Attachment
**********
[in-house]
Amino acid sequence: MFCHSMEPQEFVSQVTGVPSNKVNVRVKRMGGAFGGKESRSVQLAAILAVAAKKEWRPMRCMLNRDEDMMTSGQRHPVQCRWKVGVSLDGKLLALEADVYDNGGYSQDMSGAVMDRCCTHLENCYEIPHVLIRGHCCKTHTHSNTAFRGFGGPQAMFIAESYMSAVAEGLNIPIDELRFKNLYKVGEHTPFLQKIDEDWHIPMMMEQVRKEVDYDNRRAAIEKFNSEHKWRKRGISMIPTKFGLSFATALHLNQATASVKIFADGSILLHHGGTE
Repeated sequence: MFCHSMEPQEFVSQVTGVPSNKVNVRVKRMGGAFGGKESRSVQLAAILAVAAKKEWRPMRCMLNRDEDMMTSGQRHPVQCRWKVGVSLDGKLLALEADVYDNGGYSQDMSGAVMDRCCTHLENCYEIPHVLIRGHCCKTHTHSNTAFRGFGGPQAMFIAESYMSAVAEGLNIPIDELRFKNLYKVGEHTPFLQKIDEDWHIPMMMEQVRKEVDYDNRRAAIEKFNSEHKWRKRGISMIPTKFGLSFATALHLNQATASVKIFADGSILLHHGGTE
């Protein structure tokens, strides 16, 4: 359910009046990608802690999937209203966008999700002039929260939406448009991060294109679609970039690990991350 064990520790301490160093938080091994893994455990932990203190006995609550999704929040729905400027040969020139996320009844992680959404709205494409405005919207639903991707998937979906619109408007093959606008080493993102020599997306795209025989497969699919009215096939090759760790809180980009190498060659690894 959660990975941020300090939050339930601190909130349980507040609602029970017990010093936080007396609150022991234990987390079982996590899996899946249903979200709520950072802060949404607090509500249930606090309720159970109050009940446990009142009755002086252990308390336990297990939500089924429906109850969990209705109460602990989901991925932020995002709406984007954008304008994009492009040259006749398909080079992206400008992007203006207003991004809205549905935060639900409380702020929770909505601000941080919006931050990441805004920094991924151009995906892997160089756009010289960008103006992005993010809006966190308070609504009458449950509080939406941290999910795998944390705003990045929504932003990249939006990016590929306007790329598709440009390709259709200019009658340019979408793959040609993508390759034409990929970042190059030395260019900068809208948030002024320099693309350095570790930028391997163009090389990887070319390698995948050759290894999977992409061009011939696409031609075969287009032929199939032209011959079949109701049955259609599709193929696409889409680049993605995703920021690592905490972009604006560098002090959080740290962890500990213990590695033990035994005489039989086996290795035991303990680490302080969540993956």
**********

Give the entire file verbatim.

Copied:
[in-house]
Amino acid sequence: MFCHSMEPQEFVSQVTGVPSNKVNVRVKRMGGAFGGKESRSVQLAAILAVAAKKEWRPMRCMLNRDEDMMTSGQRHPVQCRWKVGVSLDGKLLALEADVYDNGGYSQDMSGAVMDRCCTHLENCYEIPHVLIRGHCCKTHTHSNTAFRGFGGPQAMFIAESYMSAVAEGLNIPIDELRFKNLYKVGEHTPFLQKIDEDWHIPMMMEQVRKEVDYDNRRAAIEKFNSEHKWRKRGISMIPTKFGLSFATALHLNQATASVKIFADGSILLHHGGTE
Repeated sequence: MFCHSMEPQEFVSQVTGVPSNKVNVRVKRMGGAFGGKESRSVQLAAILAVAAKKEWRPMRCMLNRDEDMMTSGQRHPVQCRWKVGVSLDGKLLALEADVYDNGGYSQDMSGAVMDRCCTHLENCYEIPHVLIRGHCCKTHTHSNTAFRGFGGPQAMFIAESYMSAVAEGLNIPIDELRFKNLYKVGEHTPFLQKIDEDWHIPMMMEQVRKEVDYDNRRAAIEKFNSEHKWRKRGISMIPTKFGLSFATALHLNQATASVKIFADGSILLHHGGTE
């Protein structure tokens, strides 16, 4: 359910009046990608802690999937209203966008999700002039929260939406448009991060294109679609970039690990991350 064990520790301490160093938080091994893994455990932990203190006995609550999704929040729905400027040969020139996320009844992680959404709205494409405005919207639903991707998937979906619109408007093959606008080493993102020599997306795209025989497969699919009215096939090759760790809180980009190498060659690894 959660990975941020300090939050339930601190909130349980507040609602029970017990010093936080007396609150022991234990987390079982996590899996899946249903979200709520950072802060949404607090509500249930606090309720159970109050009940446990009142009755002086252990308390336990297990939500089924429906109850969990209705109460602990989901991925932020995002709406984007954008304008994009492009040259006749398909080079992206400008992007203006207003991004809205549905935060639900409380702020929770909505601000941080919006931050990441805004920094991924151009995906892997160089756009010289960008103006992005993010809006966190308070609504009458449950509080939406941290999910795998944390705003990045929504932003990249939006990016590929306007790329598709440009390709259709200019009658340019979408793959040609993508390759034409990929970042190059030395260019900068809208948030002024320099693309350095570790930028391997163009090389990887070319390698995948050759290894999977992409061009011939696409031609075969287009032929199939032209011959079949109701049955259609599709193929696409889409680049993605995703920021690592905490972009604006560098002090959080740290962890500990213990590695033990035994005489039989086996290795035991303990680490302080969540993956």